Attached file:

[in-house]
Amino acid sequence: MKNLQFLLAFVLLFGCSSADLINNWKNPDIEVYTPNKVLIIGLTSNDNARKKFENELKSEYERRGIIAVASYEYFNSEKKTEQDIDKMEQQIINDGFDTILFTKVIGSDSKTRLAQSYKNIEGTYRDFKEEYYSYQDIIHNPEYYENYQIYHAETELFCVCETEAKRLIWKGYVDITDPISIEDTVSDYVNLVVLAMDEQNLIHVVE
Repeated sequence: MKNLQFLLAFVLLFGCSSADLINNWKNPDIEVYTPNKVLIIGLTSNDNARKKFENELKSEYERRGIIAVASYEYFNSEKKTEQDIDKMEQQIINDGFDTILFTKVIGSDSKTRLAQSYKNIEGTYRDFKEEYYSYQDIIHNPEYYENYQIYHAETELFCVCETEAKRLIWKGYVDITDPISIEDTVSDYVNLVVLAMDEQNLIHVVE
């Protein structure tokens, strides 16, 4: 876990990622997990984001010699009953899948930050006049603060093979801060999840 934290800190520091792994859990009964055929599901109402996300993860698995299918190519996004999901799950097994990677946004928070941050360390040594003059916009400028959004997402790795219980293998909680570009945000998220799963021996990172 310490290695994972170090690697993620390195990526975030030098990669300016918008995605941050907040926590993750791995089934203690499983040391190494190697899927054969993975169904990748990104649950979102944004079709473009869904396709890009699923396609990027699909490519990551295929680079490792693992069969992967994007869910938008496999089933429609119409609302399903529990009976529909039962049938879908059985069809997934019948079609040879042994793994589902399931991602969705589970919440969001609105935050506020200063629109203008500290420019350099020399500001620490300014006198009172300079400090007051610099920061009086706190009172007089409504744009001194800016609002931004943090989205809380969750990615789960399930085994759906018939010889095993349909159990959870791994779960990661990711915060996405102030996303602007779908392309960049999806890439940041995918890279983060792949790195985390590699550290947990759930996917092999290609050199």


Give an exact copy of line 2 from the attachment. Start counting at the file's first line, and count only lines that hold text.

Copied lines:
Amino acid sequence: MKNLQFLLAFVLLFGCSSADLINNWKNPDIEVYTPNKVLIIGLTSNDNARKKFENELKSEYERRGIIAVASYEYFNSEKKTEQDIDKMEQQIINDGFDTILFTKVIGSDSKTRLAQSYKNIEGTYRDFKEEYYSYQDIIHNPEYYENYQIYHAETELFCVCETEAKRLIWKGYVDITDPISIEDTVSDYVNLVVLAMDEQNLIHVVE